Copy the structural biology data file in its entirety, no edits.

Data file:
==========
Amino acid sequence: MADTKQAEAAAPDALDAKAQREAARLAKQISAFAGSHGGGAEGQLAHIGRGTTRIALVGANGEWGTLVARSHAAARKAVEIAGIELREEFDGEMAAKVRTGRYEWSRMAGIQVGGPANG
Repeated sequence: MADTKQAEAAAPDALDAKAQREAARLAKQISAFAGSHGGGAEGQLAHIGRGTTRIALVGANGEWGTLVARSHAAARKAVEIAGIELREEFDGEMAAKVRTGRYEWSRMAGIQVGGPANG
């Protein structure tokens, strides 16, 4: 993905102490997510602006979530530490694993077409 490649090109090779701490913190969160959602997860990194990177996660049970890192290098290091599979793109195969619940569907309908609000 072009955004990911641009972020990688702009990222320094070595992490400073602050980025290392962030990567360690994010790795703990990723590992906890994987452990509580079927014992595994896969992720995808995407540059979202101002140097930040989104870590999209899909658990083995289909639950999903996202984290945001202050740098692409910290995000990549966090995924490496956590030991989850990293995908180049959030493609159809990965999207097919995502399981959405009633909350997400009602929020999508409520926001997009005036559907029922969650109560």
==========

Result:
Amino acid sequence: MADTKQAEAAAPDALDAKAQREAARLAKQISAFAGSHGGGAEGQLAHIGRGTTRIALVGANGEWGTLVARSHAAARKAVEIAGIELREEFDGEMAAKVRTGRYEWSRMAGIQVGGPANG
Repeated sequence: MADTKQAEAAAPDALDAKAQREAARLAKQISAFAGSHGGGAEGQLAHIGRGTTRIALVGANGEWGTLVARSHAAARKAVEIAGIELREEFDGEMAAKVRTGRYEWSRMAGIQVGGPANG
């Protein structure tokens, strides 16, 4: 993905102490997510602006979530530490694993077409 490649090109090779701490913190969160959602997860990194990177996660049970890192290098290091599979793109195969619940569907309908609000 072009955004990911641009972020990688702009990222320094070595992490400073602050980025290392962030990567360690994010790795703990990723590992906890994987452990509580079927014992595994896969992720995808995407540059979202101002140097930040989104870590999209899909658990083995289909639950999903996202984290945001202050740098692409910290995000990549966090995924490496956590030991989850990293995908180049959030493609159809990965999207097919995502399981959405009633909350997400009602929020999508409520926001997009005036559907029922969650109560």